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Why Putin Bailed Out Ukraine

(Sergei Grits/Associated Press)
(Sergei Grits/Associated Press)

As Lucan Way discussed last week, Russia is bailing out Ukraine to the tune of $15 billion (albeit with plenty of strings attached). Russian President Vladimir Putin describes the bailout as an act of brotherly love, while insisting (likely for domestic political reasons) that the deal is commercially sound.

If it’s brotherly love, it’s of the kind that you only find in abusive families — Russia has threatened (and continues to implicitly threaten) the Ukrainian economy. In terms of geo-politics, Russia looked to have gotten a better deal a few weeks ago by greasing its relationship with powerful political/business figures in Ukraine, without having to promise $15 billion in benefits. So why is Putin really promising this money?

It isn’t just because Putin’s government wants to keep Ukraine inside the Russian sphere of influence. It’s also because of the problems that instability in Ukraine could trigger in Russia itself. As a recent article by Karrie Koesel and Valerie Bunce in Perspectives on Politics argues, leaders in Russia and China have both worried that the waves of mass-mobilization seen in the “color revolutions” and Arab Spring of the last decade might lead to upheavals in their own countries. In each of these waves, popular protest has spilled across national borders. This in turn has led both governments to try to “diffusion-proof” their own countries in advance, protecting them against protest seeping in from other countries.

Koesel and Bunce focus on how China and Russia have tried to limit their citizens’ information about these popular protests elsewhere, and have re-engineered civil society to discourage groups from mobilizing against the government. The authors don’t really look at the kinds of measures that Putin is employing vis-a-vis Ukraine, but it’s highly plausible that those measures, too, can be explained by Koesel’s and Bunce’s logic. Putin now has his own domestic opposition movement to contend with — while it has not won any major political victories, he has reason to suspect that it is potentially stronger than it looks. And if the Ukrainian government were to fall thanks to democratic protesters, it would provide a very potent example for Russia’s own internal opposition.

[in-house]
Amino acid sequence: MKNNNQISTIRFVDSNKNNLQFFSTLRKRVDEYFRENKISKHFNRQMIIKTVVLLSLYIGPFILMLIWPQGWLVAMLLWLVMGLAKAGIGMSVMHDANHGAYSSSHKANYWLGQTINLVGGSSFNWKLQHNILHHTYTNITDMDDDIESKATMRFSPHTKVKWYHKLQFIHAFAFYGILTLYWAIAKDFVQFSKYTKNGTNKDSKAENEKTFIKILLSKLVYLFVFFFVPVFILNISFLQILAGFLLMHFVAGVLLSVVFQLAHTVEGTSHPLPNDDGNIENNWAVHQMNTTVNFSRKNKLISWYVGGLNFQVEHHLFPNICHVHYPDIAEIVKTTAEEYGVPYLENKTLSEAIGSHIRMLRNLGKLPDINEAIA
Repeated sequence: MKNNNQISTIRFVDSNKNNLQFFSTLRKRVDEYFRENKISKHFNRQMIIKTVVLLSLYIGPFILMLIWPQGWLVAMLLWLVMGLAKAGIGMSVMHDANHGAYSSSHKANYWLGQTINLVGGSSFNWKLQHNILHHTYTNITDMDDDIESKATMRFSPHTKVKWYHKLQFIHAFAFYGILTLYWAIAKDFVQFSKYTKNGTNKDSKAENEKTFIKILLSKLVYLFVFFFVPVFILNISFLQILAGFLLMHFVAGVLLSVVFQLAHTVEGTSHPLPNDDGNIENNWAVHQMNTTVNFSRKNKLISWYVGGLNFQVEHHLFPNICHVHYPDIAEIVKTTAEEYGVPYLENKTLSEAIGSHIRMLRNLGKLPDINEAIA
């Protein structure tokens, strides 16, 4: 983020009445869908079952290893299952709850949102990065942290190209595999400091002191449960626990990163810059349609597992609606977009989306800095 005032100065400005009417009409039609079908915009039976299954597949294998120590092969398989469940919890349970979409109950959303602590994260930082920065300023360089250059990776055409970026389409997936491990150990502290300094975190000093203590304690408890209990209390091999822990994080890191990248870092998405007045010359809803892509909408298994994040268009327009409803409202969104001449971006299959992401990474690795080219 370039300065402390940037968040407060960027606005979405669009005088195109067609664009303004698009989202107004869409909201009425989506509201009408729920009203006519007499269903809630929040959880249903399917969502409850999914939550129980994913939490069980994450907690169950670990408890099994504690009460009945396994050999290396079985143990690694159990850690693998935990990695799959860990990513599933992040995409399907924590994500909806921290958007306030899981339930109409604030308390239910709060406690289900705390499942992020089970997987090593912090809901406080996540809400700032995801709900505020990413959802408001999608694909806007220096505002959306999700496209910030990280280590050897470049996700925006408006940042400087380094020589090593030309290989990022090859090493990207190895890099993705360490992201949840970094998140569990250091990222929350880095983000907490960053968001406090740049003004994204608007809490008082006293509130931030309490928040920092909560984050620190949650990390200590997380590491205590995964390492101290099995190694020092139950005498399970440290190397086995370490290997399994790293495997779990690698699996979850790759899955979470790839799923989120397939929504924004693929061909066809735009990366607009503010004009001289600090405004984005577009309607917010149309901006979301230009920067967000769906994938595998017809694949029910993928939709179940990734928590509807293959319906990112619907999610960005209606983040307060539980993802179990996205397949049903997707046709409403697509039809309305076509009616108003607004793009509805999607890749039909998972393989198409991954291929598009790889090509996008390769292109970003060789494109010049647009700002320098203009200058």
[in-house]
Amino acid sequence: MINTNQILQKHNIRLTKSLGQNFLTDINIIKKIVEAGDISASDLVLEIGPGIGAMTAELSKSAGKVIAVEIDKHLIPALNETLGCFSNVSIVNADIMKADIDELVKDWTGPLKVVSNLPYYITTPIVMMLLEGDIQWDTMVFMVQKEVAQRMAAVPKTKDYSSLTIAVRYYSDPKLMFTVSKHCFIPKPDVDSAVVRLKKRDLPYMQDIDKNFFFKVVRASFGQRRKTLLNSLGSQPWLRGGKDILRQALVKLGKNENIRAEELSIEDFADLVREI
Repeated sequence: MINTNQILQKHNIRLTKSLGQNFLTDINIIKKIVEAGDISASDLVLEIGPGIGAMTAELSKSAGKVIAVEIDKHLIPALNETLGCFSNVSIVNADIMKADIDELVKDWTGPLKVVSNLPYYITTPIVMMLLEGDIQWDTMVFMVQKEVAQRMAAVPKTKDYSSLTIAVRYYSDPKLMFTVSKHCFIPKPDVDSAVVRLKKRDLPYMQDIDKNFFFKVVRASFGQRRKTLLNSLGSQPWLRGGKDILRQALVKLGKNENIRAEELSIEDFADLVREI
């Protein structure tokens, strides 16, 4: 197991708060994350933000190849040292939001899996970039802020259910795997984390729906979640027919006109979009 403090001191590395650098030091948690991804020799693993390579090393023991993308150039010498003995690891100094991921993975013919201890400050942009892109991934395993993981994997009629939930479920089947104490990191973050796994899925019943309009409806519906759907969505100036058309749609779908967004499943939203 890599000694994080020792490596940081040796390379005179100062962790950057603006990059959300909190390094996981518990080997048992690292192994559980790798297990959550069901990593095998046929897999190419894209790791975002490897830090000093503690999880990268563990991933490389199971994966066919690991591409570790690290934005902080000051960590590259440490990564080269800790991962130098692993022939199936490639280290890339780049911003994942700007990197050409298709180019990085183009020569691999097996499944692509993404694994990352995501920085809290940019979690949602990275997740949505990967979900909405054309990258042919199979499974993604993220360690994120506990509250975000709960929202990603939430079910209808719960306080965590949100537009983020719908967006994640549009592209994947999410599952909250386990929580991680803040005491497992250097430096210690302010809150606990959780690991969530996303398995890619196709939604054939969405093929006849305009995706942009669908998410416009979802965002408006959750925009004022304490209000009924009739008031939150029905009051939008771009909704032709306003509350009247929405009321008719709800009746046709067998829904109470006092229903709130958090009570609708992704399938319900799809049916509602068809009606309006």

The very entwining of Russia and Ukraine that Putin sees as a regional advantage (in helping perpetuate Russian hegemony over Ukraine and its neighboring states) would make political change in Ukraine more dangerous. It wouldn’t take much imagination for unhappy Russians to see Ukrainian unrest as a spur to start protesting themselves. Unlike the last period of upheaval in Ukraine, there is already a semi-organized street protest movement in Russia that could take advantage of any popular unrest.

If this analysis is right, $15 billion in concessions (if they are ever delivered) is a reasonable price for the Russian regime to pay. Indeed, it looks as though the Ukrainian protests are starting to lose momentum. Keeping a lid on popular unrest in Ukraine can help prevent the spread of that unrest to Russia, hence providing a kind of diffusion-proofing via foreign policy.

Henry Farrell is associate professor of political science and international affairs at George Washington University. He works on a variety of topics, including trust, the politics of the Internet and international and comparative political economy.



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